Wine and Cooking!

in Wine

Cooking with wine and the type of wine being used for the cooking process is a question that is highly debatable, because the dish prepared clearly shows the wine that was used to make it. If the wine was a good quality one it’ll show and if it was a cheap low quality one, it’ll show!. Some people use drinking wines to cook while others use only cooking wines. Of course it must be remembered that a drinking wine can be used to cook, while keeping in mind that you are overspending where not required, but a cooking wine cannot be used to drink., Infact a cooking wine is salty and generally an inferior quality wine as compared to the drinking and is ok only for cooking and for nothing else.
Cooking with wine is as old as wine drinking itself. Infact it is assumed that originally fermented grape juices were used to prepare stews and casseroles and various other dishes. This fermented grape juice was accidently drunk by a member of a royal family, while he was in his kitchen and he liked it to the extent that a refined and better quality of the same juice was also created for drinking purposes from then on. That drinking juice later came to be known as drinking wine while the one that was used for cooking retained its name as a cooking wine.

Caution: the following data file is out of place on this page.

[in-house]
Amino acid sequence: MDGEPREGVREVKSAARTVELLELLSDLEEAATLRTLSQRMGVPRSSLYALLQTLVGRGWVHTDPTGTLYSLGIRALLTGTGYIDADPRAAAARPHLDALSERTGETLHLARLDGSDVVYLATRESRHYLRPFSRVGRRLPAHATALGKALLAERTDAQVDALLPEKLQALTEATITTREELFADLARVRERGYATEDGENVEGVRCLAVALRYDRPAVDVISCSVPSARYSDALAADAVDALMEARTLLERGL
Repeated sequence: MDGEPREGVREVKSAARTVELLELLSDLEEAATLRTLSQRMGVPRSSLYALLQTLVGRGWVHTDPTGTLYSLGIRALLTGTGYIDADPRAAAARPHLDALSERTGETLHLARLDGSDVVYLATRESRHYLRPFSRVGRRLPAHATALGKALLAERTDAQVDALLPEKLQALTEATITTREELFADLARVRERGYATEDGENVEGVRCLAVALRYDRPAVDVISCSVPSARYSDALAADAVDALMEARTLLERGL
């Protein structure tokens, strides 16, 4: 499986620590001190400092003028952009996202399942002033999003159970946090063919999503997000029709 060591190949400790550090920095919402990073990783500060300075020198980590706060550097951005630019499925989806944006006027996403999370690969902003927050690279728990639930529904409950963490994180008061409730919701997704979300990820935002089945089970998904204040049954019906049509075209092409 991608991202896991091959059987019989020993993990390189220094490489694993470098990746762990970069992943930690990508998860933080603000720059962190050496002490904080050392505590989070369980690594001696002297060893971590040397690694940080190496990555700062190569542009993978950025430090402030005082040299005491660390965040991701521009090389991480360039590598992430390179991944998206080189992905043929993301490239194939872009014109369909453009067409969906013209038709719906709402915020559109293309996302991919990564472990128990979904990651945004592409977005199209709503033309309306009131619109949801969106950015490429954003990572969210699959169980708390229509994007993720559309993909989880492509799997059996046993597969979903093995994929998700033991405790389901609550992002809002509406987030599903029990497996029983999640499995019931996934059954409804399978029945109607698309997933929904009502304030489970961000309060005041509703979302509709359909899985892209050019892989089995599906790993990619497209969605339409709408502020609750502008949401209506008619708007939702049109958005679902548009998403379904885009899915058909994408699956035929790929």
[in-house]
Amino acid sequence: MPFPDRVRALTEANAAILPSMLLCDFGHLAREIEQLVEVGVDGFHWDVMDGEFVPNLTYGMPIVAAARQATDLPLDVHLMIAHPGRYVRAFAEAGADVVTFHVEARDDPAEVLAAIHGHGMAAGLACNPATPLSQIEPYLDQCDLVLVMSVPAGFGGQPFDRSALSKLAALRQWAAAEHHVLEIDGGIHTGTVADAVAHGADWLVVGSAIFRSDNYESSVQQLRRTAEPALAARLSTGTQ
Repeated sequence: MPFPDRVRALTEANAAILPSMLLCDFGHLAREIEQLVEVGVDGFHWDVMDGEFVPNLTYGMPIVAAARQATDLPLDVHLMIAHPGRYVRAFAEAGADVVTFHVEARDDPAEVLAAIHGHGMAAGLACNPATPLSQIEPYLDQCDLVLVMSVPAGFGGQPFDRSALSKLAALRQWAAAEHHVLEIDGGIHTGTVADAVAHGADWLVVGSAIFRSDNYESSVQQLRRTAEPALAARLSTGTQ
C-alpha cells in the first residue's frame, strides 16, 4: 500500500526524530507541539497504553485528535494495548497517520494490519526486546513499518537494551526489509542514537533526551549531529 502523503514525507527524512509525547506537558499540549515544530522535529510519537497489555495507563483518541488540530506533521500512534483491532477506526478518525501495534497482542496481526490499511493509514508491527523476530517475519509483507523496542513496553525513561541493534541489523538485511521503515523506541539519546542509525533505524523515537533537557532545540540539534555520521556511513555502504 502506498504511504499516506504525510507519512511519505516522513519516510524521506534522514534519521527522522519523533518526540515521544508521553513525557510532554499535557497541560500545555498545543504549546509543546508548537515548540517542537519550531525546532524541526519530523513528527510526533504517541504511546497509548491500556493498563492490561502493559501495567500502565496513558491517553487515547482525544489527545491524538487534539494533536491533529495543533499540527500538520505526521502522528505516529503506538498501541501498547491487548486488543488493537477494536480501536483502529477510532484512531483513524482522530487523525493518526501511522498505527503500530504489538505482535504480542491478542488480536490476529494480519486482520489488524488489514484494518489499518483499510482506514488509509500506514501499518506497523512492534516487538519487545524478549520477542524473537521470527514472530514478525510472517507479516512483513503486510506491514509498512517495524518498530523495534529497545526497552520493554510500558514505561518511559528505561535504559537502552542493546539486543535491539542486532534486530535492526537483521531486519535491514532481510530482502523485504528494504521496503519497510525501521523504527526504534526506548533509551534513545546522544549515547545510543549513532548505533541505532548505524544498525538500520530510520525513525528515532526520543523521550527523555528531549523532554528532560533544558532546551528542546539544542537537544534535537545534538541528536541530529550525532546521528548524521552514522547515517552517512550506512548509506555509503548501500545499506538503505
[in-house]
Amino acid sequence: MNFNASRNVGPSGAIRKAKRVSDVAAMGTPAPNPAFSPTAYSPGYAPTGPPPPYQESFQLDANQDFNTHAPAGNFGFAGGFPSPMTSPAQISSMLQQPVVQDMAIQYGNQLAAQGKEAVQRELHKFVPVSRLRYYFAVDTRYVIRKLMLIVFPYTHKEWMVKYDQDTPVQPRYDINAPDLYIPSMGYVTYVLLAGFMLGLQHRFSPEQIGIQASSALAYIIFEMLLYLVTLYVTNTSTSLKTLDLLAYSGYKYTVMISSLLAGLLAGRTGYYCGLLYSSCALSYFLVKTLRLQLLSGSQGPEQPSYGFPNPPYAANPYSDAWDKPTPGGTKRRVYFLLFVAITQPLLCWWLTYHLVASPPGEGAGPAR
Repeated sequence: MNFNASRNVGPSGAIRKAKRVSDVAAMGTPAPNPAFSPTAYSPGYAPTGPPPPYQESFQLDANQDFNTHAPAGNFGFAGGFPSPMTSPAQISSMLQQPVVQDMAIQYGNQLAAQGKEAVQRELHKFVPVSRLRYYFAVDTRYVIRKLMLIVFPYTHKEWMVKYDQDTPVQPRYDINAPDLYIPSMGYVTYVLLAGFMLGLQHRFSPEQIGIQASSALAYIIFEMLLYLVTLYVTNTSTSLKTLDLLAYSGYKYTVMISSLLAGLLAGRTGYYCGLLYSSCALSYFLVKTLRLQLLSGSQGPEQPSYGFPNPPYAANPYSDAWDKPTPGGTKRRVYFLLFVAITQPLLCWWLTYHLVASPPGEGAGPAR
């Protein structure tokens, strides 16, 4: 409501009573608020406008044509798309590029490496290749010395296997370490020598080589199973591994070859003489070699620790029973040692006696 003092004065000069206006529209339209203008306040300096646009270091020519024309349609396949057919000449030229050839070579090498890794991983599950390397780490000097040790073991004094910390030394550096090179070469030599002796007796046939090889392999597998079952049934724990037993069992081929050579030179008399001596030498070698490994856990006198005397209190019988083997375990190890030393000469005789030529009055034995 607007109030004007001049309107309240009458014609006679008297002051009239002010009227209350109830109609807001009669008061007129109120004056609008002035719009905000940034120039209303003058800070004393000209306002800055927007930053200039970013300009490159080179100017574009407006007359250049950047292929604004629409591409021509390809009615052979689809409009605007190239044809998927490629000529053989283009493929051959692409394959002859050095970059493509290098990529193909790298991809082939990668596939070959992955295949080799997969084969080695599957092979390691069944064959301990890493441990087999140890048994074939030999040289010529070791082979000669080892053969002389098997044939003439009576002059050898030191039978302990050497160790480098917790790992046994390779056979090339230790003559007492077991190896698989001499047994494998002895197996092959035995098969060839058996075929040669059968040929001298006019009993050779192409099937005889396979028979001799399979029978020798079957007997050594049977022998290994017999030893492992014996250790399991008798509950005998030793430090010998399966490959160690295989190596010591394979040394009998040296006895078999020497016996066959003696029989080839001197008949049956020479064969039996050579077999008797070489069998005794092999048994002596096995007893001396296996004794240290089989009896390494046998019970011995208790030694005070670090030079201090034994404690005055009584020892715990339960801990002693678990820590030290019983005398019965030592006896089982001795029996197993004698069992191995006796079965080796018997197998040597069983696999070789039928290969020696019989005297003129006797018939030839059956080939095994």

As it was mentioned earlier, while purchasing a cooking wine keep in mind that whatever you buy will be reflected in the taste of the dish that is the end result. You can buy wine online. So a cheap quality cooking wine will give a bad tasting dish, and a connoisseur or a sommelier will easily be able to identify the type of wine that had gone into your dish! This does not mean that the higher priced a wine the better it is and the lower priced wine the cheaper It is. It only means that whenever you are purchasing wine for cooking, purchase the same from a reputed store or purchase wine online or go for the recommendations of someone who has bought and used a wine for cooking. Infact person to person recommendations are the best way to ensure that the wine you are purchasing is the best for cooking.
Another thing to remember is that older wines and vintages are usually not recommended for dishes that have a long cooking process. These wines somehow don’t hold up to the actual cooking process and long simmers. When using wines for cooking, especially at a time you are not buying a cooking wine and are using a drinking wine, shop around for bargains on young and powerful wines that have their own taste and mild aromas. These wines hold up well in the cooking process and easily intensify the taste of the dish by several folds! Also remember that a good quality leftover drinking wine can also be used in a recipient that calls for an option of a drinking red wine, white wine, champagne or rose!

Author Box
arun has 1 articles online
Add New Comment

Wine and Cooking!

Log in or Create Account to post a comment.
     
*
*
Security Code: Captcha Image Change Image
This article was published on 2010/11/10